Hacker group Anonymous has launched a massive attack named #OpIsrael on almost 700 Israeli websites, protesting against Operation Pillar of Defense in Gaza. Israeli media confirmed the group’s move.
The hackers reportedly took down websites ranging from high-profile governmental structures such as the Foreign Ministry to local tourism companies’ pages.
The biggest attack as of now has been the Israeli Foreign Ministry’s international development program, titled Mashav. Anonymous announced on Twitter they’ve hacked into the program’s database, with the website remaining inaccessible at the moment.
“There is [sic] so many defaced Israeli websites right now, that we just made a list of them,” Anonymous tweeted.
The Jerusalem Post has confirmed the group’s assault, including the attack on the Foreign Ministry’s website, as well as those of Kadima party, Bank of Jerusalem, and Tel Aviv Municipality. The latter is online as of now. Among other functions, it provides residents with directions to bomb shelters. Meanwhile, the majority of the web pages that were taken down were blank, but some showed pro-Palestinian images and messages, Jerusalem Post reported.
It was mentioned, however, that most of the 663 pages on the list were subdomains of the same site, and many proved to be still online and functioning properly.
Most of the sites were simply unavailable, but others displayed pro-Palestinian images and messages. One site whose front page was replaced with an image of a man wearing a Palestinian kaffiye, displayed a message reading: "This attack is in response to the Injustice against the Palestinian people."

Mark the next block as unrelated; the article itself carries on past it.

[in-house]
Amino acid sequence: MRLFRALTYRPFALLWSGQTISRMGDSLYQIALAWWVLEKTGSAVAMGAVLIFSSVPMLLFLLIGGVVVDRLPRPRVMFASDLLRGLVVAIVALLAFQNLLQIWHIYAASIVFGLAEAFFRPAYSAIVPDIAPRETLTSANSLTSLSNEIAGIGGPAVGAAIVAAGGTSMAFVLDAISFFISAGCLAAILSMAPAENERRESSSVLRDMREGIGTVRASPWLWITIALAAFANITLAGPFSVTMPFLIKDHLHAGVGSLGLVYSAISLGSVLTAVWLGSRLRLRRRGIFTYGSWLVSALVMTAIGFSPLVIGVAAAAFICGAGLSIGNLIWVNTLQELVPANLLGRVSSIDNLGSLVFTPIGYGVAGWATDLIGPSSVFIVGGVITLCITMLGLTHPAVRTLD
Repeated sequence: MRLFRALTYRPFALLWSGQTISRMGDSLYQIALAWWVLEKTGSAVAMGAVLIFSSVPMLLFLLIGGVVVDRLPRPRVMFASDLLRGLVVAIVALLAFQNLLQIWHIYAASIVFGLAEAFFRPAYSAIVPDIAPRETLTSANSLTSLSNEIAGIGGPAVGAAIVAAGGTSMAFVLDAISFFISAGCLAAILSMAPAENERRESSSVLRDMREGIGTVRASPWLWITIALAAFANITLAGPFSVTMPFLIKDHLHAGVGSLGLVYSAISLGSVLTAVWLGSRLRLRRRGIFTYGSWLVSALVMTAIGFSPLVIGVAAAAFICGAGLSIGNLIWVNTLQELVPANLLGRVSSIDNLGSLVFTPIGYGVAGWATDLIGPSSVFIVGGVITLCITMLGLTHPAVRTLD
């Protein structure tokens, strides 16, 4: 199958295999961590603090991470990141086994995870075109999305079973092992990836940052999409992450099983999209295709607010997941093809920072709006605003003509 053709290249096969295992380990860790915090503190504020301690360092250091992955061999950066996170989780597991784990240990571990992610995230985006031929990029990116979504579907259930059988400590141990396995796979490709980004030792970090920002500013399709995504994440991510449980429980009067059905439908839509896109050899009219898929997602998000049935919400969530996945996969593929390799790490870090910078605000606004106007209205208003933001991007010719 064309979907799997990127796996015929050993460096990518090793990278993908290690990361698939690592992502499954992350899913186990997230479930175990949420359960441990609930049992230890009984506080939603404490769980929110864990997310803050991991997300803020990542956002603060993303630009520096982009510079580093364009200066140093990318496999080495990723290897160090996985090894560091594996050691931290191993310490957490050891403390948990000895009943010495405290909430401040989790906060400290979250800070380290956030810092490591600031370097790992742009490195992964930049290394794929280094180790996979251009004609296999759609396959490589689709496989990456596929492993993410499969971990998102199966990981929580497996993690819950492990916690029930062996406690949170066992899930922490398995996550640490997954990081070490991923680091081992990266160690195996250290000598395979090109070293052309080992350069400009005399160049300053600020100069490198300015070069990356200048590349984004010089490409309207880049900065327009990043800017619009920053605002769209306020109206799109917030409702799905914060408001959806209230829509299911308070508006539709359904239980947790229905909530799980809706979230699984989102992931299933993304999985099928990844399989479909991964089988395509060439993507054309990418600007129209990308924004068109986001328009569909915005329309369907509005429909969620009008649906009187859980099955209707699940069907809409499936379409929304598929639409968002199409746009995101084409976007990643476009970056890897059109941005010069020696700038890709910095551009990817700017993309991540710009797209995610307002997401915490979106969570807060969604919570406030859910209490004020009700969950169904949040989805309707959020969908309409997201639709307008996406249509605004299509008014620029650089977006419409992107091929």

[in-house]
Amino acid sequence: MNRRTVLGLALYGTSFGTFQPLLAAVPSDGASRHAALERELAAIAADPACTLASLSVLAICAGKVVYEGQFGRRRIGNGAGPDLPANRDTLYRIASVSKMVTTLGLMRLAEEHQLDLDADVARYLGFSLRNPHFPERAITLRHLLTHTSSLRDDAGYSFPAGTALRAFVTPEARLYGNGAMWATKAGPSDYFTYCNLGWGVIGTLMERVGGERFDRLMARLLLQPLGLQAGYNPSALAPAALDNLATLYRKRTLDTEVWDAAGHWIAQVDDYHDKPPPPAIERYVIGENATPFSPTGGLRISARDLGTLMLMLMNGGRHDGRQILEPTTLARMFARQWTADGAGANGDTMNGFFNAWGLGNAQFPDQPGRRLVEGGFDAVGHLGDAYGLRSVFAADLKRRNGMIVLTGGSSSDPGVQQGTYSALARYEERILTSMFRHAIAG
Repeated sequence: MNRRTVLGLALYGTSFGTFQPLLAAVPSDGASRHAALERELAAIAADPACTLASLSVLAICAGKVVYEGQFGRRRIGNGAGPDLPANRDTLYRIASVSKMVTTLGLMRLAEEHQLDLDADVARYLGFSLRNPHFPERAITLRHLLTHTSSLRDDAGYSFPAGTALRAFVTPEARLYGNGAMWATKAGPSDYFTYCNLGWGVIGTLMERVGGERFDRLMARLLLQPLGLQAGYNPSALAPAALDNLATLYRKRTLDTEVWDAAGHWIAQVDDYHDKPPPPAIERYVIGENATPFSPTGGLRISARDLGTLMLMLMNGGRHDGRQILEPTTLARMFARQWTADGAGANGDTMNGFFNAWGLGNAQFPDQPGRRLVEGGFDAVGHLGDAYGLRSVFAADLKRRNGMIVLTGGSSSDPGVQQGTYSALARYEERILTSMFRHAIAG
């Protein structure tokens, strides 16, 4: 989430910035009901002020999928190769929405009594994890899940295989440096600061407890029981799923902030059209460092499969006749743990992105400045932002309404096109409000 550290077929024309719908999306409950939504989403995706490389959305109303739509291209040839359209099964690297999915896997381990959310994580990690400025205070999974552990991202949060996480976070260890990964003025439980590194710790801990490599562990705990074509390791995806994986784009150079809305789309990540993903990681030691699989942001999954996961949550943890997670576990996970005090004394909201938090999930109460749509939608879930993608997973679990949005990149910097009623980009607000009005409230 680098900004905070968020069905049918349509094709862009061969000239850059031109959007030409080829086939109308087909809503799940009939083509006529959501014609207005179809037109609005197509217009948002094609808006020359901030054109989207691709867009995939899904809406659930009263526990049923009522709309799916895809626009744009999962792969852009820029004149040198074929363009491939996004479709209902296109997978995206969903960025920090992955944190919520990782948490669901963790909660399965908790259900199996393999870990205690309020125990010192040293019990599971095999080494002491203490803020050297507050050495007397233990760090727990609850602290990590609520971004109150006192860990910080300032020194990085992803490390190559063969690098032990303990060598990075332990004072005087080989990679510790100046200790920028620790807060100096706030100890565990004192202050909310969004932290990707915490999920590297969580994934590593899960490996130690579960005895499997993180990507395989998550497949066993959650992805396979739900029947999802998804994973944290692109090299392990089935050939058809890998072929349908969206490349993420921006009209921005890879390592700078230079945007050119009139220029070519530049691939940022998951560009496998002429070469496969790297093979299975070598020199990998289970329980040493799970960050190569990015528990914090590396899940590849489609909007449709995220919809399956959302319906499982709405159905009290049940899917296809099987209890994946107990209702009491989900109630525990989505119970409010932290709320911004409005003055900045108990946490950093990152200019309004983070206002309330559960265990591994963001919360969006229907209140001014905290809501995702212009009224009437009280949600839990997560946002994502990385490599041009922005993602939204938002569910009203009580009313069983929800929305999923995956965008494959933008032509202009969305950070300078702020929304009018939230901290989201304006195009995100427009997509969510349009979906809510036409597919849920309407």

Overnight, the group claimed 9,000 websites were taken down, but the actual number proved to be fewer than that.
From the very beginning of the Israeli offensive, Anonymous has avidly supported the Palestinian people. On Wednesday, they said in a press statement, "For far too long, Anonymous has stood by with the rest of the world and watched in despair the barbaric, brutal and despicable treatment of the Palestinian people in the so called 'Occupied Territories' by the Israel Defense Force."
Amid the conflict, which has already claimed at least 33 lives, 30 of them Palestinians, Anonymous also pledged to help those who are at the heart of the conflict: many Palestinians were left without electricity, and consequently, without internet access. The hackers gave instructions on their Twitter account for residents to get reconnected: “If you have friends in Gaza who still have phone, but need internet, give them these dial-up numbers and instructions: http://pastebin.com/6dYQruHu.”
Anonymous put together a “Gaza Care Package,” which contains instructions in Arabic and English to assist Palestinians in the event that the Israeli government cuts their internet connection. Plus, the package includes information on evading IDF surveillance, along with first aid information. The collective encouraged Palestinians to download and share the package with others.
Anonymous members also contacted Israeli forces directly. A tweet from an Anonymous account to an IDF spokesperson warned, “It would be wise of you to expect us”, while a statement on their webpage said, “Stop bombing Gaza. Millions of Israelis and Palestinians are lying awake, exposed and terrified.”